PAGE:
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A review of An Early Meal: A Viking Age Cookbook & Culinary Odyssey

juli 4, 2013

An Early Meal

By Daniel Serra and Hanna Tunberg, 2013 ChronoCopia Publishing

I suppose I should start by briefly saying something about who I am and why I am reviewing this book, as the reviewer’s approach is of course important. I have an academic background in Old Norse, Anglo-Saxon and Medieval English philology, but, more importantly, I am a reenactor (Viking and Medieval), and have been for more years than I like to count. My main focus in reenacting is and always has been food.

Cooking Viking style is very much a question of stumbling around in the dark, and by the dark I mean the void of cookbooks completely failing to exist. The search for Viking Age food is a dire quest for scraps of knowledge that takes you through obscure archaeological reports, dusty old books and layers upon layers of literature tainted by the toils of time.

That is, until now.

An Early Meal is not the first attempt to write something comprehensible on food in the Viking Age. However, it is my humble opinion that all previous attempts have failed to present something acceptably plausible in their attempt to meet the acquirement of the modern palate. It was therefore with great anticipation that I cracked open the covers of An Early Meal.

The first thing that strikes you is the utter beauty of the book. Both illustrations and pictures are right up to par with any trend setting cook book you will find on the top shelves. The book takes you through a journey of Viking settlements, a clever way of demonstrating the regional differences of the time, and an important message to any novice in the field of historic cooking in general.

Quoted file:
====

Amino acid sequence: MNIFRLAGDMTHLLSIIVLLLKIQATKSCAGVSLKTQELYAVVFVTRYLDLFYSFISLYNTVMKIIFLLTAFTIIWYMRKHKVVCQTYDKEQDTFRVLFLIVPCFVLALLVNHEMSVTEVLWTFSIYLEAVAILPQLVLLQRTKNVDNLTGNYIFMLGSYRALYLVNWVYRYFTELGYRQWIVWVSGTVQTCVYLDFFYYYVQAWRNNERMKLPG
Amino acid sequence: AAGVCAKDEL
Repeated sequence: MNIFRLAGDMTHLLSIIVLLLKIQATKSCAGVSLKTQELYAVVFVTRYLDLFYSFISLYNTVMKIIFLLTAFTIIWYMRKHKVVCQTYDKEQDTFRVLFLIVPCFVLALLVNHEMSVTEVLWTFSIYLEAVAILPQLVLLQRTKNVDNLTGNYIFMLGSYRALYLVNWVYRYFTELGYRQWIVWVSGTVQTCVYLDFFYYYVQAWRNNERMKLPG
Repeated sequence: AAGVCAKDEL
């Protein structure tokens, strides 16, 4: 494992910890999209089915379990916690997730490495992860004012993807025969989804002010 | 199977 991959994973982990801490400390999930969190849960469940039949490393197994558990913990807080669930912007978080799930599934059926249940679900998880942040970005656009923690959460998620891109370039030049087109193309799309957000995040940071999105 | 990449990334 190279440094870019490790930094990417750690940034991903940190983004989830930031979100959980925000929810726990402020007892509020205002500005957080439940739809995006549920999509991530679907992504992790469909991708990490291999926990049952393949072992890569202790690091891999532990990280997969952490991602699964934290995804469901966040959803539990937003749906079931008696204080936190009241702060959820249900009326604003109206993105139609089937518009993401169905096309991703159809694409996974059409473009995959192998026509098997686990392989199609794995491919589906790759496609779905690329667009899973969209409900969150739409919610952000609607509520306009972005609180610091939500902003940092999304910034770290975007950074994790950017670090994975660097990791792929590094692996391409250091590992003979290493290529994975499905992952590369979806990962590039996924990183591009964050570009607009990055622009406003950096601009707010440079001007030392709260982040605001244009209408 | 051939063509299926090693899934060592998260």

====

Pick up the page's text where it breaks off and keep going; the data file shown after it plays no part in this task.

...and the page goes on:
The main focus of the book is archaeological evidence, and being a lady of letters and literature, I do find I am missing more references to textual evidence. True, literature tends to be a bit of a minefield as far as plausibility is concerned, but there are ways of distinguishing between the late Medieval, Christian influenced sagas and the formalistic poems that can linguistically be dated much earlier than their surviving manuscripts may suggest.

My academic heart would have preferred a more thorough reference system, but I suppose that isn’t entirely necessary for the target audience of the book. If you are a budding historical foodie with the same fetish for detailed reference as I am, though, I am happy to assure you that most if not all referrals to texts and finds ARE, indeed, correct, albeit underreported.

The book’s strongest parts, I find, are the general discussions in the first part of the book, as well as the discussions of the thought processes underlying each dish presented. It is very obvious and equally refreshing that the authors come from a solid, practical background of actually being out there and cooking the food, toiling with those pots and inhaling the woodsmoke. They know, because they have done it. They have fed those 200 hungry Vikings and have the scars and burns to prove it.

Above all, I find the discussions are always very clear on distinguishing what is based on actual finds or textual sources, what is based on Non-Viking sources, and what is based on speculation. Because of the afore mentioned source void, speculation is a necessity in a book about Viking food, and being very clear on which is which, is definitely the way to go.